China’s crude futures kicked off to a roaring start on Monday as western traders and Chinese majors eagerly traded the world’s newest financial oil instrument, which many expect to become a third global price benchmark alongside Brent and WTI crude. Global commodity trader and miner Glencore, and big merchants Trafigura [TRAFGF.UL], Freepoint Commodities and Mercuria were among the first to trade the new contract, even as concerns remain that smaller overseas investors may struggle with unfamiliar rules and complex regulation. The launch of the yuan-denominated oil futures <0#ISC:> – China’s first commodity derivative open to foreign investors – marked the culmination of a decade-long push by the Shanghai Futures Exchange (ShFE) to give the world’s largest energy consumer more power in pricing crude sold to Asia.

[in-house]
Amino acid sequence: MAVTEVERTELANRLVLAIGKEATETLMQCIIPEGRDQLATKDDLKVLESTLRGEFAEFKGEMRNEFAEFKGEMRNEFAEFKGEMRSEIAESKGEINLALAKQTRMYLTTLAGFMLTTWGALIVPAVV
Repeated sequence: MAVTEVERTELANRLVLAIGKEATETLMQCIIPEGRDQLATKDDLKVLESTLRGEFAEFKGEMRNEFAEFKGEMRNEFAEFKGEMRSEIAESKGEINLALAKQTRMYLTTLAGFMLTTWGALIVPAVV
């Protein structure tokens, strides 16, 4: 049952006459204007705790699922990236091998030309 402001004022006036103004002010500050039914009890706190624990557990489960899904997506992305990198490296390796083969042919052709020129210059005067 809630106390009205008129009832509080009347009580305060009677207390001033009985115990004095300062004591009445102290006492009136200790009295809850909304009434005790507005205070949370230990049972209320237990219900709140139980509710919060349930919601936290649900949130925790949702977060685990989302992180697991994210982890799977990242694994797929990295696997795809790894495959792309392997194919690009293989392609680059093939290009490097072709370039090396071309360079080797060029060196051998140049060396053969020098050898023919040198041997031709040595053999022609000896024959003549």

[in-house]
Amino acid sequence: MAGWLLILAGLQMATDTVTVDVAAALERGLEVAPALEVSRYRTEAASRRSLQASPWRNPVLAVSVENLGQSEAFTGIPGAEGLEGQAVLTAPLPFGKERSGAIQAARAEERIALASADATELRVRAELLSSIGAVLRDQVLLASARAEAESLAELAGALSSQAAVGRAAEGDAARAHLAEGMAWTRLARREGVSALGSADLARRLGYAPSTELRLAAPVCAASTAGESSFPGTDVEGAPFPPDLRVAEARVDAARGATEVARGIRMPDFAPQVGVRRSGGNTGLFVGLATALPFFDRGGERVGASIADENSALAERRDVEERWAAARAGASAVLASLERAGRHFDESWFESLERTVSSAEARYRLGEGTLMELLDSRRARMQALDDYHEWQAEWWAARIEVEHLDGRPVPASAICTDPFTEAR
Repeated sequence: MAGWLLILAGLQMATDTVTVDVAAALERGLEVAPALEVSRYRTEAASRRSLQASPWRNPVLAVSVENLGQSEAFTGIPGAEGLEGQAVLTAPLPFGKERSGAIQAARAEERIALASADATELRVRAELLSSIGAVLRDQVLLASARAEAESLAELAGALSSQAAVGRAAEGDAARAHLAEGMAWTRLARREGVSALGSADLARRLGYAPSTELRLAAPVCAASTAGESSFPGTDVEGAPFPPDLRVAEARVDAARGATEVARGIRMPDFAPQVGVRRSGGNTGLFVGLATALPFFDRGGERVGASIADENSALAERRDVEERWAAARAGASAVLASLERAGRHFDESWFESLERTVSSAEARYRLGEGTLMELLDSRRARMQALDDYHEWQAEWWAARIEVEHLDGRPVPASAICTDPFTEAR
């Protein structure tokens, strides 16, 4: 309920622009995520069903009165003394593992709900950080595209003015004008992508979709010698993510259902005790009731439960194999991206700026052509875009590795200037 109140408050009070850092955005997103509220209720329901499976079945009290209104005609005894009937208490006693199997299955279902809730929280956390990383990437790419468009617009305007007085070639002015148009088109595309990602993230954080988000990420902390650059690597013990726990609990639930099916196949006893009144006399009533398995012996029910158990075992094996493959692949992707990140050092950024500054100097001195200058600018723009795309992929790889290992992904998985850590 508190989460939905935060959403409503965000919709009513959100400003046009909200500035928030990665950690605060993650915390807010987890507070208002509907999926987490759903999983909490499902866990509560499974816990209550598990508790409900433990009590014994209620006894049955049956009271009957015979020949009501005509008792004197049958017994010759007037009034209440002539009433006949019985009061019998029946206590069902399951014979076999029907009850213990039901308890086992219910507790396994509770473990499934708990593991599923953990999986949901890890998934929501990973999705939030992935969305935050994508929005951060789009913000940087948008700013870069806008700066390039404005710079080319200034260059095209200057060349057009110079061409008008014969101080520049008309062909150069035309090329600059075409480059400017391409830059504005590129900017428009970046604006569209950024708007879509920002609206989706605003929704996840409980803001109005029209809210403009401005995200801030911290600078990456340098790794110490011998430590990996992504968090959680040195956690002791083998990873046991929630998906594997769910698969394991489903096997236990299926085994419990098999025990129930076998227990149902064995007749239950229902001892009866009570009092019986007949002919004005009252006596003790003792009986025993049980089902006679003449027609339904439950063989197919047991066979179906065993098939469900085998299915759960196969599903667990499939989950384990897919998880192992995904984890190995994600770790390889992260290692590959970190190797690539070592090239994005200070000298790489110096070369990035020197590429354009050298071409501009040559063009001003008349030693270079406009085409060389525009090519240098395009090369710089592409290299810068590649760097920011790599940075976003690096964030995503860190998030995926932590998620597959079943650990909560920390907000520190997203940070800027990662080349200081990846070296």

With major overseas traders displaying a strong appetite to punt in China’s vast derivatives market, Shanghai’s turnover challenged Brent volumes during Asian hours, reflecting the potential for arbitrage trade with oil markets in the United States, Europe, and Oman. “Whether this will have any real bearing on the other crude benchmarks, I’m not quite sure, but traders love a new toy, so I applaud China for bringing in something that could stoke up some volatility,” said Matt Stanley, a fuel broker with Freight Investor Services (FIS) in Dubai.First-day enthusiasm saw 20 million barrels of September oil changing hands in Shanghai by the 3:00 p.m. (0700 GMT) close, but it’s not clear the pace will hold in the night session, which runs from 9:00 pm to 2:30 am, or on into coming days.
The 15.4 million barrels done in Shanghai’s 2-1/2-hour morning session initially topped the Brent May crude contract, before Europe’s benchmark came alive around 0500 GMT <0#LCO:>.